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Aquatic Ape Theory: Could Mermaids Really Exist?

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With interests in science and nature, the author explores topics from a unique and sometimes controversial perspective.

Does Aquatic Ape Theory Explain How Mermaids Really Exist?

Does Aquatic Ape Theory Explain How Mermaids Really Exist?

The Mermaid Legend

We humans have been fascinated by mermaids for a long time. A few hundred years ago, the myth of beautiful semi-human women living beneath the sea was widely believed by superstitious sailors, many of whom spent weeks or months crossing foreboding oceans.

But even today people love mermaids. They’re everywhere, from animated films to Vegas-style shows to confusing so-called documentaries.

Most mermaids are depicted as beautiful, female creatures, alluring and gentle and possibly a bit naïve about the ways of us landlubbers. But it wasn’t always so.

In ancient times, mermaids usually brought bad news in the form of shipwrecks, death by drowning, and storms. Even pirates feared that mermaids might trick them out of their loot, or send their ship to the bottom of the sea out of vengeance.

Woe to the sailor who crossed a mermaid.

In the olden days, sailors and ship passengers spotted mermaids all the time, and many ocean-going folks regarded mermaids as real creatures of the sea. Of course, many experts write these sightings off as the delirious hallucinations of seamen who had been out on the ocean too long, away from women or any other civilization for that matter.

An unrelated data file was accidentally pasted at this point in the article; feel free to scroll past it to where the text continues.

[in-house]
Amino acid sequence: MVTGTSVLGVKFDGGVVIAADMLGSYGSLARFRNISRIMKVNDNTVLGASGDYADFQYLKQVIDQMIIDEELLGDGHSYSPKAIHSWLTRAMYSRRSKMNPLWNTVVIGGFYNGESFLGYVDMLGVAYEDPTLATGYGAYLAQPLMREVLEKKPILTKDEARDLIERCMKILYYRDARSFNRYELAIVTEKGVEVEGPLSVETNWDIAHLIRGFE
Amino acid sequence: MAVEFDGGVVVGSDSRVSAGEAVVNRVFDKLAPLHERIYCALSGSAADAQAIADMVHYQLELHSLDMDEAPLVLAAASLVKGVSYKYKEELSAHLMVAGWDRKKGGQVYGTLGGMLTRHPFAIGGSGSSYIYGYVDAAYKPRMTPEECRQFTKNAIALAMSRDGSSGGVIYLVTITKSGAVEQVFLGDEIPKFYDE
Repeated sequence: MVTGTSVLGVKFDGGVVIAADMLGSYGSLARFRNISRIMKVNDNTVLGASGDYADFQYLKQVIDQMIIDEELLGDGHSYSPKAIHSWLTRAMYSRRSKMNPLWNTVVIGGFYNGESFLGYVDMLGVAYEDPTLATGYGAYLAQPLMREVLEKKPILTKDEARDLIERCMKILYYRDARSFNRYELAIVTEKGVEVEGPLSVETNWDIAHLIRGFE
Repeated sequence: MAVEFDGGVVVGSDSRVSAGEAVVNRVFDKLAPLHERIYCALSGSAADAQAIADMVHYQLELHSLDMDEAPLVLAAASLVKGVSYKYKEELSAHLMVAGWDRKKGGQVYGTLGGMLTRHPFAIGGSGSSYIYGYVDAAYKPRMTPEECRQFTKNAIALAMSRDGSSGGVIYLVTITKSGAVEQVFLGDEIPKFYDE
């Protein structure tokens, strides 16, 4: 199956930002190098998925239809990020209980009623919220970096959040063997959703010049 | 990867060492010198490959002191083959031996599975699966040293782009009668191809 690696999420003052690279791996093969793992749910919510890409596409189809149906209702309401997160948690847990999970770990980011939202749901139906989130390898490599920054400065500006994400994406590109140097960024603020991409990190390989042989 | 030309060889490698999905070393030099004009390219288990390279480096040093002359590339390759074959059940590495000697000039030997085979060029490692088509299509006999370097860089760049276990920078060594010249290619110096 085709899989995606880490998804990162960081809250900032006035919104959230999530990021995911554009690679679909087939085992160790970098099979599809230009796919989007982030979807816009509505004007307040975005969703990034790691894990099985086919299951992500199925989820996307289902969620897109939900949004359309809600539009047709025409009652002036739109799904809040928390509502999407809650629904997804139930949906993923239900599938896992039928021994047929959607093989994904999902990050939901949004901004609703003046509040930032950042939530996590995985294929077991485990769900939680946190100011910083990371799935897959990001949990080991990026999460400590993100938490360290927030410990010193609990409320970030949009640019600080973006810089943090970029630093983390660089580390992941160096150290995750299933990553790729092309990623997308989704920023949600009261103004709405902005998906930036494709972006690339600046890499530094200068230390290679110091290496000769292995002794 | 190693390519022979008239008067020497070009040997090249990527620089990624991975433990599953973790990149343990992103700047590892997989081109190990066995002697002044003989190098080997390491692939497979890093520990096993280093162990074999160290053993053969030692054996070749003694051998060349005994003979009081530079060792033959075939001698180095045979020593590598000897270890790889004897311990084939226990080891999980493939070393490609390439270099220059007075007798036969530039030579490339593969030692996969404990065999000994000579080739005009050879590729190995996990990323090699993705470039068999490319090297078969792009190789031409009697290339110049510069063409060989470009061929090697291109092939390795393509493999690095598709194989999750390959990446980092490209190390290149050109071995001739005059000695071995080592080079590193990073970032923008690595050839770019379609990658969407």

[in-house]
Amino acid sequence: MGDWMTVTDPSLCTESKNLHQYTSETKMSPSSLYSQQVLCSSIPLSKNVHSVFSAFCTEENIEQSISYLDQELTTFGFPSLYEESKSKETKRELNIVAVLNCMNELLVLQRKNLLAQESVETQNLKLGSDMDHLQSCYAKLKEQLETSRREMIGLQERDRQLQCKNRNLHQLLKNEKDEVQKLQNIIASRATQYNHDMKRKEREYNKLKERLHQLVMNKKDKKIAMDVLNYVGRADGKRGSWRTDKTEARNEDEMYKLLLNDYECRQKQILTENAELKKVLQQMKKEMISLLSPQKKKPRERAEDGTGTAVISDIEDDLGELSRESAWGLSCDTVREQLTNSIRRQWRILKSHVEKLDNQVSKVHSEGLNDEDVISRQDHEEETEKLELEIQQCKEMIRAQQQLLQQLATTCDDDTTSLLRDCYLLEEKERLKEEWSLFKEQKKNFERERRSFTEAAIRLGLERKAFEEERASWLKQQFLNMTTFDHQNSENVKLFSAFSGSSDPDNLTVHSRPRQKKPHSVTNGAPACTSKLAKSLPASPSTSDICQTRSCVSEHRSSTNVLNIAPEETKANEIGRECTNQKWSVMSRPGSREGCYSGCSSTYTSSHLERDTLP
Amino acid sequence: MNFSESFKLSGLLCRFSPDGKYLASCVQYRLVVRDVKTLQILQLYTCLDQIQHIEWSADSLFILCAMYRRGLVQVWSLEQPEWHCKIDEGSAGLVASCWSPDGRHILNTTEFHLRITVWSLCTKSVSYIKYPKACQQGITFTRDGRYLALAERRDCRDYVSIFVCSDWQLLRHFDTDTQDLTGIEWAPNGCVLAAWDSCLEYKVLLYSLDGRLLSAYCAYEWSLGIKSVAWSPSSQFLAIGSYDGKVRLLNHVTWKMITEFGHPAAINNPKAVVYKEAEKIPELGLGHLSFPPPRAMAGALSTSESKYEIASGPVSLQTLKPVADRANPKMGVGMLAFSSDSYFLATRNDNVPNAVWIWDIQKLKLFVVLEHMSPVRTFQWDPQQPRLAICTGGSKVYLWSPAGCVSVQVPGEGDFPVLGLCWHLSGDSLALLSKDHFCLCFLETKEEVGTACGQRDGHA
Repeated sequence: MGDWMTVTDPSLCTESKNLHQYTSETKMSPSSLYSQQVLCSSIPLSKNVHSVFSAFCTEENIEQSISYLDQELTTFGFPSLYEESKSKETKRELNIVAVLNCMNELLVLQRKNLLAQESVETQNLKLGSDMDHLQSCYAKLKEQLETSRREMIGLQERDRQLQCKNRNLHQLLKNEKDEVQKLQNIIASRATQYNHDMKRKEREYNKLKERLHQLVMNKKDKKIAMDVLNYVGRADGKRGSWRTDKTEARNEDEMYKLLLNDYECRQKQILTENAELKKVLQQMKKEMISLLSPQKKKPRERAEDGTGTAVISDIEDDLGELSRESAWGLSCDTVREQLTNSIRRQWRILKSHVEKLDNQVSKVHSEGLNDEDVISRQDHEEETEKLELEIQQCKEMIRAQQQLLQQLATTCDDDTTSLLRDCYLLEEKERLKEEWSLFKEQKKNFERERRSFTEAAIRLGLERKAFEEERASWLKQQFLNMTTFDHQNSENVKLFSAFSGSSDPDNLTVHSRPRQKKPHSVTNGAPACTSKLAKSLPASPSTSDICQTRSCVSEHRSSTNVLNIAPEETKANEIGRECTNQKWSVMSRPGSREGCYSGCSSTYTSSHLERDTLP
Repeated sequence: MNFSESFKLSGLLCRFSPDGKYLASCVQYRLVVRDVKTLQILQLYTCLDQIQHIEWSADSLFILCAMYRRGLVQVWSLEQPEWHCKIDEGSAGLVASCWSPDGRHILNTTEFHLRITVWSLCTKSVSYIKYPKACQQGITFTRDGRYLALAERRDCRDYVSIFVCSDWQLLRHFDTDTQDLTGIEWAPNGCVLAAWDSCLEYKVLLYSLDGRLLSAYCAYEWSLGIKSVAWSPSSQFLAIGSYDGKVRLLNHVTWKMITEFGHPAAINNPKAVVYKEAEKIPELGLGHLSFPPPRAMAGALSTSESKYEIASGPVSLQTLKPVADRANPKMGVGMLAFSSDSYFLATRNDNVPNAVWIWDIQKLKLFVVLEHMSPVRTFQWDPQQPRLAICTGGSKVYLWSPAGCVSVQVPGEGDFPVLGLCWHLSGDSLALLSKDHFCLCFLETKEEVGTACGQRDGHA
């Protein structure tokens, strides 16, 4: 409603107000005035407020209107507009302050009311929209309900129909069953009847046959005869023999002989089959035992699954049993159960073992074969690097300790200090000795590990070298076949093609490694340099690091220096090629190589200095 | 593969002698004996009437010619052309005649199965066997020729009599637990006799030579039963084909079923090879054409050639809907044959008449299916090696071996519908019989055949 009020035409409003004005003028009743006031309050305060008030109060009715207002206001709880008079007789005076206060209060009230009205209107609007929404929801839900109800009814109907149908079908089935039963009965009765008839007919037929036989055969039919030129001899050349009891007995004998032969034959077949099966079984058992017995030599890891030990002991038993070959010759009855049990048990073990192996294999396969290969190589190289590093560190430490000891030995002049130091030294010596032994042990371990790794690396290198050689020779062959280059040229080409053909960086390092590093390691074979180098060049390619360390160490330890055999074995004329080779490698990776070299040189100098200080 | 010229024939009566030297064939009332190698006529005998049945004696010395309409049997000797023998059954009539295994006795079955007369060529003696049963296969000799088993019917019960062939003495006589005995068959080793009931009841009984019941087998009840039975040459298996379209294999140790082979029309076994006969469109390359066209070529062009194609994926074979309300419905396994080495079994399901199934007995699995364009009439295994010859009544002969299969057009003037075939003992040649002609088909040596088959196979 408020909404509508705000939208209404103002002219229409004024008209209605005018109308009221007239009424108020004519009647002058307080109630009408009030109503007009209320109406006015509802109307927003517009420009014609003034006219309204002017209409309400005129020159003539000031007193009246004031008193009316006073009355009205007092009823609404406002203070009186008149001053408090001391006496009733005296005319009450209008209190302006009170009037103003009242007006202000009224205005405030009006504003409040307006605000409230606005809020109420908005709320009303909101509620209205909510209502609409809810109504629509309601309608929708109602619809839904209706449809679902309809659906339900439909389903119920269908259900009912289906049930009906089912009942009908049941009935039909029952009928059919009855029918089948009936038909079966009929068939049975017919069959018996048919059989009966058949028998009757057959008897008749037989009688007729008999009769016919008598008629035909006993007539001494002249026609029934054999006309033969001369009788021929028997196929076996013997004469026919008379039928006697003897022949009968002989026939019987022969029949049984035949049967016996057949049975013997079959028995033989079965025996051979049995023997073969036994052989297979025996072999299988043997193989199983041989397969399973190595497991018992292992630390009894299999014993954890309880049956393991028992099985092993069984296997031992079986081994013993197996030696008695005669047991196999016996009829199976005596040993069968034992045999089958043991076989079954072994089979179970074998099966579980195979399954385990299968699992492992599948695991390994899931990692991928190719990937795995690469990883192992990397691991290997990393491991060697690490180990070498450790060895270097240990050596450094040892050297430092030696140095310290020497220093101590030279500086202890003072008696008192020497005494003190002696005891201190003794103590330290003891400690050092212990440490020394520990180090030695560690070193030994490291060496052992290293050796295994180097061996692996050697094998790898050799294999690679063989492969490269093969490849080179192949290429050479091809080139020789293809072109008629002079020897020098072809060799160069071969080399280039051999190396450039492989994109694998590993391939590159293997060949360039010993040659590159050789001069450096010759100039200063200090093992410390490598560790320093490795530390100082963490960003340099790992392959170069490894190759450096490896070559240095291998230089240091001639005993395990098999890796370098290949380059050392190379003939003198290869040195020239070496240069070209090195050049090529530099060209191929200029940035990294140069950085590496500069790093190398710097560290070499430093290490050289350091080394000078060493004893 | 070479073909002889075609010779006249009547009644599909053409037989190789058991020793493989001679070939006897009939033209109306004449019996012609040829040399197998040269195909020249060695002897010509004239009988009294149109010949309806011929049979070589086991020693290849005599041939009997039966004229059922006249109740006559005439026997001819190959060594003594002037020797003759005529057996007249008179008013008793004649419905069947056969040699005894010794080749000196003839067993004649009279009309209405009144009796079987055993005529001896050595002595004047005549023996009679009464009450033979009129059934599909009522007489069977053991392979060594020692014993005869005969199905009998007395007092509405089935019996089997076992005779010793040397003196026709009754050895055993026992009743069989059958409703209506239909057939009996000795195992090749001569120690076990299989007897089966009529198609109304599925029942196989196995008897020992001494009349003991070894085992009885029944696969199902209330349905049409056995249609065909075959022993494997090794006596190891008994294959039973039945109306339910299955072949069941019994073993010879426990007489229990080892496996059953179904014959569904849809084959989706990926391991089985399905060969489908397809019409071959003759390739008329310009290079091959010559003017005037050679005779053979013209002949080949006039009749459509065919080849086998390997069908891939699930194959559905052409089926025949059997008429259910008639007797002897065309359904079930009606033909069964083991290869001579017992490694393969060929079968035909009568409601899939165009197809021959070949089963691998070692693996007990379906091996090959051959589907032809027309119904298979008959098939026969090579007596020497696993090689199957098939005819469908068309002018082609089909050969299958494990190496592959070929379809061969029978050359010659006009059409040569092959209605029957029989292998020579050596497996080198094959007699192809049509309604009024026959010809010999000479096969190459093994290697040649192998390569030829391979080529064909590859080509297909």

Some cite the manatee as a possible culprit when it comes to animals which may have been misidentified as “mermaids”.

That makes sense well enough. Mermaids and other sea monsters are likely the products of wild imaginations and too many hours spent at sea.

If that's true, we’d have to think there would no longer be mermaid sightings in modern times. The oceans of the world are well explored and people are (theoretically) much wiser when it comes to what’s really out there beneath the waves. As our collective knowledge of the sea increased, mermaids should have vanished into the realm of superstition and myth.

But that's not the case. There are alleged mermaids sightings even today, from around the world. So, what are these people seeing? Eventually, we can't help but wonder if there is something to these stories, and if sailors from days of old maybe weren't so delirious after all.

Do mermaids exist and, if so, where is the proof? How could it be possible that a half-woman, half-fish is really out there?

Mermaid Myths vs Real Stories

Like any cryptid with an enduring legacy, people from around the world claim to see mermaids. Unfortunately, there is also the occasional hoax, manipulated video footage, and plain-old honest mistake. For this reason, it’s important to take any sightings account with a grain of salt.

But there are a lot of mysterious creatures allegedly out there, tucked away in the shadows, safe from mainstream science. Is it possible mermaids are real but elusive animals, hidden beneath the vast veil of the world’s oceans?.

There’s a big problem with this idea. Mermaids, mermen – merfolk – are described as having the upper body of a human and the lower body of a fish. This works just fine for mythology, as there are all kinds of creatures with mixed-up bodies throughout ancient legend, but it makes things tough when we look at it from a biological perspective.

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Humans are mammals and fish are, well, fish. You don't need a doctorate in marine biology to figure out that humans and fish have very different physiologies, and it’s pretty much impossible for a creature to retain the characteristics of both.

The pairing doesn’t work.